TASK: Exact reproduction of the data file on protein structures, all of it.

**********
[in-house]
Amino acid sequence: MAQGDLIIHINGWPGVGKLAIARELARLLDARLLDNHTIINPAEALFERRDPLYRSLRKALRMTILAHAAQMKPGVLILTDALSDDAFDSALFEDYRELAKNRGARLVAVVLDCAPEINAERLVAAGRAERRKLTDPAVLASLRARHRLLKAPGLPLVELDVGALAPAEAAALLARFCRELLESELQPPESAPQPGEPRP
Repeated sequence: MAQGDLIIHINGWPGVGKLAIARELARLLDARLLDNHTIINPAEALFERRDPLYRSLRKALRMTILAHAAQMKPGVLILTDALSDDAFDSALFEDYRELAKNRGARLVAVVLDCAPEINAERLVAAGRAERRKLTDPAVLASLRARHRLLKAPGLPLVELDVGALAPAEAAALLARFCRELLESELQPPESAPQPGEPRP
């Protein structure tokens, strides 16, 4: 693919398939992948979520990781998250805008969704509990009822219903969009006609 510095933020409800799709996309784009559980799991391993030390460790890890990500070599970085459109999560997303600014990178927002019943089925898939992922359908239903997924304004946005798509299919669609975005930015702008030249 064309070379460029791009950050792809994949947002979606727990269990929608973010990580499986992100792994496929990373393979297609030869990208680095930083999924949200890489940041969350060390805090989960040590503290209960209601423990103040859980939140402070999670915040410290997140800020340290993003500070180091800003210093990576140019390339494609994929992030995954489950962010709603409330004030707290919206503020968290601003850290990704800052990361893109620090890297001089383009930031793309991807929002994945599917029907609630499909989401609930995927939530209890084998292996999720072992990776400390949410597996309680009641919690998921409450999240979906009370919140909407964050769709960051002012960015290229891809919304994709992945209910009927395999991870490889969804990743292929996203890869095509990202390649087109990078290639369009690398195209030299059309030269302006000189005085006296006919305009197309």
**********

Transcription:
[in-house]
Amino acid sequence: MAQGDLIIHINGWPGVGKLAIARELARLLDARLLDNHTIINPAEALFERRDPLYRSLRKALRMTILAHAAQMKPGVLILTDALSDDAFDSALFEDYRELAKNRGARLVAVVLDCAPEINAERLVAAGRAERRKLTDPAVLASLRARHRLLKAPGLPLVELDVGALAPAEAAALLARFCRELLESELQPPESAPQPGEPRP
Repeated sequence: MAQGDLIIHINGWPGVGKLAIARELARLLDARLLDNHTIINPAEALFERRDPLYRSLRKALRMTILAHAAQMKPGVLILTDALSDDAFDSALFEDYRELAKNRGARLVAVVLDCAPEINAERLVAAGRAERRKLTDPAVLASLRARHRLLKAPGLPLVELDVGALAPAEAAALLARFCRELLESELQPPESAPQPGEPRP
């Protein structure tokens, strides 16, 4: 693919398939992948979520990781998250805008969704509990009822219903969009006609 510095933020409800799709996309784009559980799991391993030390460790890890990500070599970085459109999560997303600014990178927002019943089925898939992922359908239903997924304004946005798509299919669609975005930015702008030249 064309070379460029791009950050792809994949947002979606727990269990929608973010990580499986992100792994496929990373393979297609030869990208680095930083999924949200890489940041969350060390805090989960040590503290209960209601423990103040859980939140402070999670915040410290997140800020340290993003500070180091800003210093990576140019390339494609994929992030995954489950962010709603409330004030707290919206503020968290601003850290990704800052990361893109620090890297001089383009930031793309991807929002994945599917029907609630499909989401609930995927939530209890084998292996999720072992990776400390949410597996309680009641919690998921409450999240979906009370919140909407964050769709960051002012960015290229891809919304994709992945209910009927395999991870490889969804990743292929996203890869095509990202390649087109990078290639369009690398195209030299059309030269302006000189005085006296006919305009197309």